(Soundbite of laughter)

Ms. ROSE: You were online. I don't believe it.

(Soundbite of laughter)

Ms. ROSE: I am. I'm a Virgo with a little bit of Leo thrown in there for good measure and balance, and I am. I'm quite a perfectionist. I think I've, over the years, been able to release some of it because, you know, there are times when that really works in your favor and then there are times when it's just like, okay, sit down for a minute and release it, you know, stretch, take a drink of water, come back to it. So I'm trying to access the stretching portion of that at this point in life.

(Soundbite of laughter)

NORRIS: Can I ask you about your next project?

Ms. ROSE: Yes.

NORRIS: There is a lot of anticipation about "The Princess and the Frog." You're going to voice the character, Tiana. Oprah Winfrey will voice your mother's character, Eudora. The tale is set in New Orleans. What else can you tell us about it?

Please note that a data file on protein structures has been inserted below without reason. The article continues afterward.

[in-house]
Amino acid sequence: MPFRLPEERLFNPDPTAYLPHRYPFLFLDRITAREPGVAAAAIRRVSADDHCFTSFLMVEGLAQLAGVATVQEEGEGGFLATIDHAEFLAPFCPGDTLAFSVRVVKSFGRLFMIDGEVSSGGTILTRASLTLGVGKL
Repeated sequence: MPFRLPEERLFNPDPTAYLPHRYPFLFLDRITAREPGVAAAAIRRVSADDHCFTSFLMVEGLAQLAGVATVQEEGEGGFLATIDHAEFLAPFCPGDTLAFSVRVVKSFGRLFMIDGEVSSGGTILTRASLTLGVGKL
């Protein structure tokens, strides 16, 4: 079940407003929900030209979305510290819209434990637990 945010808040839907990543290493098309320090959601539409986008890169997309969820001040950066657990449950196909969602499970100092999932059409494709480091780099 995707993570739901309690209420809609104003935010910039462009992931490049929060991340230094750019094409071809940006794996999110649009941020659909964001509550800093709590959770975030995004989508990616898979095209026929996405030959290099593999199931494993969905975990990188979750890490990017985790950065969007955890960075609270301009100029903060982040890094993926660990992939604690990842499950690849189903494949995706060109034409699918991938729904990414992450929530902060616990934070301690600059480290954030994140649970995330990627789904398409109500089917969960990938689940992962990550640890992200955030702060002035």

Ms. ROSE: Well, we have a magnificent cast. Jenifer Lewis is playing Mama Odie, who is our fairy godmother, for lack of a better title. John Goodman is in it. Terrence Howard is playing my dad, and, you know, the list just goes on. It's so much fun.

I just have never done anything like this before, and it has been a dream of mine my entire life, since I was watching "The Wonderful World of Disney" on Sunday nights with Tinkerbell flitting around and, when you wish upon a star at the end of it, and that was the night you get to stay up late before you have to go to school the next day. I have always wanted to do a voice, and it is a joy.

NORRIS: It sounds like fun. Now, after that pantheon of Disney princesses, Sleeping Beauty and Cinderella and Jasmine and Ariel, and now Tiana, is it an important milestone for you to break the color line for Disney?

Ms. ROSE: Well, the interesting thing is that I didn't think about it that way.

(Soundbite of laughter)

Ms. ROSE: I just thought I wanted to do Disney animation, and this came up. Here's what's important about it: I love the fact that young black girls can go out for Halloween and look like the princess that they want to look like this year. I think it's a wonderful thing not to have to throw the towel over your head to create some hair that matches the television screen.